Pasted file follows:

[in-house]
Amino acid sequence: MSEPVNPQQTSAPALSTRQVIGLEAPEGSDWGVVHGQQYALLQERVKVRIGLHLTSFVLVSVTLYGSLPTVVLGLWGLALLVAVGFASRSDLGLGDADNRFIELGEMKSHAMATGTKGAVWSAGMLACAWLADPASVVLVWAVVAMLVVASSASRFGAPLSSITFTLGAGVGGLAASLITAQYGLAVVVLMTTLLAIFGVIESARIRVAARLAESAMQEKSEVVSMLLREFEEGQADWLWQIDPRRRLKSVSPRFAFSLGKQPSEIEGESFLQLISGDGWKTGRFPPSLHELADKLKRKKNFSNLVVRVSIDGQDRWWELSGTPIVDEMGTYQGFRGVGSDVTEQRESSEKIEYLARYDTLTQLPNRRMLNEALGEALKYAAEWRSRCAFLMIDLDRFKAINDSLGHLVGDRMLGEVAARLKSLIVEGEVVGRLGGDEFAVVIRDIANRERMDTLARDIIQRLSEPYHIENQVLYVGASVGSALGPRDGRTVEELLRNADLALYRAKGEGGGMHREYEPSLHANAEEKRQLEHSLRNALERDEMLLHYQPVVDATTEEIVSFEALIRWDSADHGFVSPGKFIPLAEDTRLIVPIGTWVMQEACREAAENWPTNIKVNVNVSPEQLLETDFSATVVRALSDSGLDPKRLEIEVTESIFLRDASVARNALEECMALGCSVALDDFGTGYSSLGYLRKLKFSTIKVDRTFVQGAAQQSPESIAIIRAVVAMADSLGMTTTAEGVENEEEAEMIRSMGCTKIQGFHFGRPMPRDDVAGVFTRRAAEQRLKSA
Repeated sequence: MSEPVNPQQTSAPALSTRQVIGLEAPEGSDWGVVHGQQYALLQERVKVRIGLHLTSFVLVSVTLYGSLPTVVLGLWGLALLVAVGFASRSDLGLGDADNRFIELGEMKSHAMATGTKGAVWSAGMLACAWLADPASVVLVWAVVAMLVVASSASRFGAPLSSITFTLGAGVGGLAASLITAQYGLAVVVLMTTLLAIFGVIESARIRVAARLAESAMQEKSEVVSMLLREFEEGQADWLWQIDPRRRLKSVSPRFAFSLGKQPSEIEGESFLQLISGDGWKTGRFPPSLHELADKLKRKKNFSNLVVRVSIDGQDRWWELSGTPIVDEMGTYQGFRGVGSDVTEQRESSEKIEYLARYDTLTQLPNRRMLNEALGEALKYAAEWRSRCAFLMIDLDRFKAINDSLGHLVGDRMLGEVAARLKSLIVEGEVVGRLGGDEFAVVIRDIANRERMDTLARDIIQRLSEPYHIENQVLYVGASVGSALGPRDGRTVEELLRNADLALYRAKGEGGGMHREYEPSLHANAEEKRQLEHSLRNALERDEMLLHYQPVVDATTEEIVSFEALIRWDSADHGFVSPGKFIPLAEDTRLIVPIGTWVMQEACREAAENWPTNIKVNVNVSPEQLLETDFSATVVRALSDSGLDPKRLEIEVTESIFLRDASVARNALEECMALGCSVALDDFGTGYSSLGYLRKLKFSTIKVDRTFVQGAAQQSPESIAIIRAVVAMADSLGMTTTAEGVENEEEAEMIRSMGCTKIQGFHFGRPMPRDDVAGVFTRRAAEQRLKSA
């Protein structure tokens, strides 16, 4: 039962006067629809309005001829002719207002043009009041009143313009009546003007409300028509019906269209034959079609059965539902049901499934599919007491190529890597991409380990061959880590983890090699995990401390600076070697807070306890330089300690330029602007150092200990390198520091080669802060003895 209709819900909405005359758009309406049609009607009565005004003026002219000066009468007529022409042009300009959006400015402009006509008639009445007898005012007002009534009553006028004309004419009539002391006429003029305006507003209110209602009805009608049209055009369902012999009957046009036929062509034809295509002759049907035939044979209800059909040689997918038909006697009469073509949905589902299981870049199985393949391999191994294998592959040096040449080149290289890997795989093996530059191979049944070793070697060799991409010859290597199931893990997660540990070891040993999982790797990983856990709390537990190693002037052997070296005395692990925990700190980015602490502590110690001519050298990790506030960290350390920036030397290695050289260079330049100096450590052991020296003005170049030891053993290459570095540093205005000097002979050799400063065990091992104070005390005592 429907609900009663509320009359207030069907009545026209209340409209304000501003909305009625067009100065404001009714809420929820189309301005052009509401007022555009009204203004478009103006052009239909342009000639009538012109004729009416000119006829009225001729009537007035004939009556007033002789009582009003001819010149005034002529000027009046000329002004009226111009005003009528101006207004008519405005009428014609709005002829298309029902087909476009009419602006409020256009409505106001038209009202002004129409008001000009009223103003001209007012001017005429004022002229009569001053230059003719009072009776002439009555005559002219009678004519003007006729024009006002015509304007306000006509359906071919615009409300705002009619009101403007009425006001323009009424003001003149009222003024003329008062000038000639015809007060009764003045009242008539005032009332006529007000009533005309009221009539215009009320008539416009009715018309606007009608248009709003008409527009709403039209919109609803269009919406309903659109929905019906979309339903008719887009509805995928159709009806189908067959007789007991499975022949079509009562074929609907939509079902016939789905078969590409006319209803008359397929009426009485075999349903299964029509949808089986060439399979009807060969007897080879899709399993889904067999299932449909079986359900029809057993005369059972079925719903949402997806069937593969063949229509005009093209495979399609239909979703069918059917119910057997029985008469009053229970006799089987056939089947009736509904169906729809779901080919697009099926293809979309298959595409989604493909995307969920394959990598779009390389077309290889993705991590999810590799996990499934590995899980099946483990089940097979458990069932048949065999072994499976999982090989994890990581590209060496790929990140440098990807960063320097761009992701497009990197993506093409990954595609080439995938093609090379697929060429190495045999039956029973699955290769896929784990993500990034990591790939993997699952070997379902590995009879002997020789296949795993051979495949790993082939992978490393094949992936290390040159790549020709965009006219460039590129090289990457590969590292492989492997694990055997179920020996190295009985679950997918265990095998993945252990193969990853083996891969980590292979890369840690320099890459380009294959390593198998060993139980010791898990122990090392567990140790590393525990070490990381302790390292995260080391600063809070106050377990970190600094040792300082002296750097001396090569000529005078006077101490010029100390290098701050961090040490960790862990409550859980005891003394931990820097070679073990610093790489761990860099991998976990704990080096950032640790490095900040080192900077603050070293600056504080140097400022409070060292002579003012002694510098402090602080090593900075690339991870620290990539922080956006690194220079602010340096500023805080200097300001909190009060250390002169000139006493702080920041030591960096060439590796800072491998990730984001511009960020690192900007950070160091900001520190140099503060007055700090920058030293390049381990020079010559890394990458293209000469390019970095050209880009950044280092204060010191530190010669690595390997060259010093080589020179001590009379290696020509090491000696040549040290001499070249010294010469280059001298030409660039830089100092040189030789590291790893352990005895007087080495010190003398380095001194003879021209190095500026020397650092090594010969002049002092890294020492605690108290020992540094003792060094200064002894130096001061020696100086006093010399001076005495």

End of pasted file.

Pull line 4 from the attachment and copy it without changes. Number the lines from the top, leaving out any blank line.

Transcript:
């Protein structure tokens, strides 16, 4: 039962006067629809309005001829002719207002043009009041009143313009009546003007409300028509019906269209034959079609059965539902049901499934599919007491190529890597991409380990061959880590983890090699995990401390600076070697807070306890330089300690330029602007150092200990390198520091080669802060003895 209709819900909405005359758009309406049609009607009565005004003026002219000066009468007529022409042009300009959006400015402009006509008639009445007898005012007002009534009553006028004309004419009539002391006429003029305006507003209110209602009805009608049209055009369902012999009957046009036929062509034809295509002759049907035939044979209800059909040689997918038909006697009469073509949905589902299981870049199985393949391999191994294998592959040096040449080149290289890997795989093996530059191979049944070793070697060799991409010859290597199931893990997660540990070891040993999982790797990983856990709390537990190693002037052997070296005395692990925990700190980015602490502590110690001519050298990790506030960290350390920036030397290695050289260079330049100096450590052991020296003005170049030891053993290459570095540093205005000097002979050799400063065990091992104070005390005592 429907609900009663509320009359207030069907009545026209209340409209304000501003909305009625067009100065404001009714809420929820189309301005052009509401007022555009009204203004478009103006052009239909342009000639009538012109004729009416000119006829009225001729009537007035004939009556007033002789009582009003001819010149005034002529000027009046000329002004009226111009005003009528101006207004008519405005009428014609709005002829298309029902087909476009009419602006409020256009409505106001038209009202002004129409008001000009009223103003001209007012001017005429004022002229009569001053230059003719009072009776002439009555005559002219009678004519003007006729024009006002015509304007306000006509359906071919615009409300705002009619009101403007009425006001323009009424003001003149009222003024003329008062000038000639015809007060009764003045009242008539005032009332006529007000009533005309009221009539215009009320008539416009009715018309606007009608248009709003008409527009709403039209919109609803269009919406309903659109929905019906979309339903008719887009509805995928159709009806189908067959007789007991499975022949079509009562074929609907939509079902016939789905078969590409006319209803008359397929009426009485075999349903299964029509949808089986060439399979009807060969007897080879899709399993889904067999299932449909079986359900029809057993005369059972079925719903949402997806069937593969063949229509005009093209495979399609239909979703069918059917119910057997029985008469009053229970006799089987056939089947009736509904169906729809779901080919697009099926293809979309298959595409989604493909995307969920394959990598779009390389077309290889993705991590999810590799996990499934590995899980099946483990089940097979458990069932048949065999072994499976999982090989994890990581590209060496790929990140440098990807960063320097761009992701497009990197993506093409990954595609080439995938093609090379697929060429190495045999039956029973699955290769896929784990993500990034990591790939993997699952070997379902590995009879002997020789296949795993051979495949790993082939992978490393094949992936290390040159790549020709965009006219460039590129090289990457590969590292492989492997694990055997179920020996190295009985679950997918265990095998993945252990193969990853083996891969980590292979890369840690320099890459380009294959390593198998060993139980010791898990122990090392567990140790590393525990070490990381302790390292995260080391600063809070106050377990970190600094040792300082002296750097001396090569000529005078006077101490010029100390290098701050961090040490960790862990409550859980005891003394931990820097070679073990610093790489761990860099991998976990704990080096950032640790490095900040080192900077603050070293600056504080140097400022409070060292002579003012002694510098402090602080090593900075690339991870620290990539922080956006690194220079602010340096500023805080200097300001909190009060250390002169000139006493702080920041030591960096060439590796800072491998990730984001511009960020690192900007950070160091900001520190140099503060007055700090920058030293390049381990020079010559890394990458293209000469390019970095050209880009950044280092204060010191530190010669690595390997060259010093080589020179001590009379290696020509090491000696040549040290001499070249010294010469280059001298030409660039830089100092040189030789590291790893352990005895007087080495010190003398380095001194003879021209190095500026020397650092090594010969002049002092890294020492605690108290020992540094003792060094200064002894130096001061020696100086006093010399001076005495």